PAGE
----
How to Form the Past Continuous Tense

In this section, we'll look at how to form the past continuous in the affirmative, negative and question forms. I've included many examples to help make everything very clear. Before we get started, you may also hear this tense called the past progressive tense. 

[Note: Click here to learn how to use  this tense.]

Past continuous positive form

To form the past continuous, we use the was / were form of the verb "to be" plus  the infinitive of the verb plus  an -ing ending.

Examples:

  • She was going to school.
  • You were all doing the chores together.
  • He was seeing a new girl last month.
  • Sadly, she was playing games with me.
  • We were fighting about politics all evening long.
  • You were telling me funny jokes.
  • They were reading bedtime stories for hours last night.

Past continuous negative form

To make an affirmative (positive) statement negative, add "not" before the verb + -ing. You can also use a contraction (wasn't / weren't). We use contractions frequently in spoken  English.

Examples:

  • was not going to bed. / I wasn't going to bed.
  • You were not doing your homework.
  • The children weren't sleeping during the drive home.
  • My boyfriend was not telling me the truth.
  • They were not playing this week.
  • She wasn't planning her wedding.
  • They were not studying English last week during vacation.


Past continuous yes/no questions (positive)

Questions that can be answered with "yes" or "no" answers are formed by inverting the subject and correct form of the verb "be" (was / were). (Inverting means we change the order of the subject and verb form:)

Affirmative statement:  I was sleeping. (the subject "I" is first, then the verb form "was")

Affirmative question:  Was I sleeping?  (to make a question, the verb form "was" comes first then the subject "I").

Examples:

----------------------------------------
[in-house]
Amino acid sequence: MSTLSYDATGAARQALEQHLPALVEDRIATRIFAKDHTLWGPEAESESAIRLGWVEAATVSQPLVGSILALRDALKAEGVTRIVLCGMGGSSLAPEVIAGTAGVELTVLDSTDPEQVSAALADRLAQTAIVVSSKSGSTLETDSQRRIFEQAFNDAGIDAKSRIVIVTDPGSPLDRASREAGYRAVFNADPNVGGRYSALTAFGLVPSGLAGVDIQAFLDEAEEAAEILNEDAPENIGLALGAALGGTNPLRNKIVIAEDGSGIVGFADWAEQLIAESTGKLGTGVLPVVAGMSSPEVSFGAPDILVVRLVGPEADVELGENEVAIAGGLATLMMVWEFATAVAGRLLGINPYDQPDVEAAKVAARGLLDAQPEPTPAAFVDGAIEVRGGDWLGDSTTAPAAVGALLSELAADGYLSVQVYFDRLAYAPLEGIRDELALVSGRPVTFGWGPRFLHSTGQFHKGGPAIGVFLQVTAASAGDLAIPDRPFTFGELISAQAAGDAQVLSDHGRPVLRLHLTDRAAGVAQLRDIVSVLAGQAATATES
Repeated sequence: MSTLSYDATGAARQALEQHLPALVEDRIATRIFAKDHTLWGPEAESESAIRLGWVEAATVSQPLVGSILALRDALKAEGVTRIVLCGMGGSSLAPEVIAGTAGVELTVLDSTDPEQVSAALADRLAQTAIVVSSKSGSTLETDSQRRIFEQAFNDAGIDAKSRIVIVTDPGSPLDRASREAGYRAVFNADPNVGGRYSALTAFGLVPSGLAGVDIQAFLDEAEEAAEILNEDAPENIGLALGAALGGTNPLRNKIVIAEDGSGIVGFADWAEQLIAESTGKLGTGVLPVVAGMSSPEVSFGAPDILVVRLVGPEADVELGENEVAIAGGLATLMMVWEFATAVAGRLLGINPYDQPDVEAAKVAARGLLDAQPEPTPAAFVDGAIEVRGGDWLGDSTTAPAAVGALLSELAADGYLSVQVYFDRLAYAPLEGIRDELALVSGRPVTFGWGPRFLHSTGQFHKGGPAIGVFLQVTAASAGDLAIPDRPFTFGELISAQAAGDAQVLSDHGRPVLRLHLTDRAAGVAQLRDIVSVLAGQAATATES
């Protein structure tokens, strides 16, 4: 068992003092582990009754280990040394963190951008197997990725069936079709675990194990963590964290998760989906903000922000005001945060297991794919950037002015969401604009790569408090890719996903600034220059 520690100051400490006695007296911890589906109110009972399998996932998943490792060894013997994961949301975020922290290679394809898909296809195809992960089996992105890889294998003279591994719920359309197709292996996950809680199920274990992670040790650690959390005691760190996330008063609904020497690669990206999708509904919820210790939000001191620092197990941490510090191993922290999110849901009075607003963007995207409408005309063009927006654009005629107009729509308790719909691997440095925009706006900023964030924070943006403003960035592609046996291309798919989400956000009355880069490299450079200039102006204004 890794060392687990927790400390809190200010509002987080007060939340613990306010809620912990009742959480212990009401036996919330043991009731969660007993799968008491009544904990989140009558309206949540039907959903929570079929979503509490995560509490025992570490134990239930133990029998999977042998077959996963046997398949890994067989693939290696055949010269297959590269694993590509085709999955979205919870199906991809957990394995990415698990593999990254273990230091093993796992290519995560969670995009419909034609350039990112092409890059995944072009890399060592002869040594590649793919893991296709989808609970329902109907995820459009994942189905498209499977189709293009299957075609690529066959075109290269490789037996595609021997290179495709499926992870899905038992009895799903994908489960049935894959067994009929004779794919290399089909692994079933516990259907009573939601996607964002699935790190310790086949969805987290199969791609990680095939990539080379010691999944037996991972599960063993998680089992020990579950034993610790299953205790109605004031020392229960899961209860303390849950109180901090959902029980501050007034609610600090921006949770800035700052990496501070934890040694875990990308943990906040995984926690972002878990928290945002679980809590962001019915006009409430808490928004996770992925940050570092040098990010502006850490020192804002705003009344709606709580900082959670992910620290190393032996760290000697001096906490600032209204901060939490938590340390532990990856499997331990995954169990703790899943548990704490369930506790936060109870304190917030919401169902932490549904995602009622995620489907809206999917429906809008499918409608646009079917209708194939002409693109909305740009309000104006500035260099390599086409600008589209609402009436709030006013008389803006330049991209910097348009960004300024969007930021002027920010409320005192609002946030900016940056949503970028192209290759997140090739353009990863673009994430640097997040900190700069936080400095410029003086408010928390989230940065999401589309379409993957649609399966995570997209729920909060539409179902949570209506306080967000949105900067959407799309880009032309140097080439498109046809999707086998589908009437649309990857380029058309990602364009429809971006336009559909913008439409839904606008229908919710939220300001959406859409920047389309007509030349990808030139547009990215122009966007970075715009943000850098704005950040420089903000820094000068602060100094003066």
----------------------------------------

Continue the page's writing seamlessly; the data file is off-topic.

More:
• Was I snoring?
  • Was he studying all night again?
  • Was the baby crying a lot today?
  • Were we talking too loud last night?
  • Were we eating lots of candy?
  • Were they playing nicely today or were they fighting?

Wh- questions past continuous

Examples:

  • Where was he going?
  • Where were they flying to?
  • How were your children getting along?
  • Why were the buses running late?
  • What was your cat eating?
  • What was the policeman telling us?
  • What instruments were those musicians playing?
  • Where were the children hiding?
  • How was your new car working?

Spelling changes

Be careful as there are also some spelling changes:

Spelling:  Verbs that end with one -e

For verbs that end with one -e, drop the -e and add -ing.  Note that these verbs the -e sound  at the end is silent. (e.g., believe, bake, take, love).

  • achieve — achieving        
  • hate — hating        
  • live — living        
  • take — taking      
  • strike — striking
  • bike — biking
  • make — making
  • have  — having
  • dance — dancing

But:

With verbs ending with a long -e sound, add -ing as normal:

  • see — seeing
  • be — being
  • flee — fleeing
  • agree — agreeing


Spelling:  Short one-syllable verbs ending in CVC

If the verb has one syllable and ends with CVC (a consonant + vowel + consonant), we double the final consonant before adding the -ing ending:

  • sit — sitting      
  • get — getting       
  • pet — petting    
  • plan — planning     
  • run — running  
  • put   — putting
  • stop — stopping
  • trim — trimming
  • win  — winning

Spelling: verbs ending in w, x and y

Notice these verbs end in CVC (consonant vowel consonant). However, do not double the consonant for verbs that end in w, x or y.

  • glow — glowing       
  • flow — flowing     
  • show — showing      
  • stay — staying       
  • wax — waxing

Spelling:  Two or more syllable verbs

When verbs ending in ending in CVC (consonant vowel consonant) have two or more syllables, double the last consonant if the last syllable is stressed.

  • begin — beginning (be / GIN = the last syllable is stressed)
  • forget  — forgetting (for / GET = the last syllable is stressed)
  • upset — upsetting
  • regret — regretting
  • prefer  — preferring
  • admit  — admitting

However, when the last syllable is not stressed, just add -ing as usual.

  • benefit — benefiting ( be / NE / fit  = second syllable is stressed not  the last)
  • happen — happening (HAPP / en = first syllable is stressed not  the last)
  • open — opening
  • listen — listening
  • shiver  — shivering

Spelling:  Verbs ending in -ie

If a verb ends in -ie change 'ie' to 'y' then add -ing.

  • die — dying   
  • lie — lying  
  • tie — tying  

Check back for exercises that will help you practice the past continuous tense in its different forms.

Now that you've learned how to form the past continuous, click here to learn how to use it.

Return from past continuous overview to MAIN grammar page.

Return to homepage.

New! Comments

Have your say about what you just read! Leave me a comment in the box below.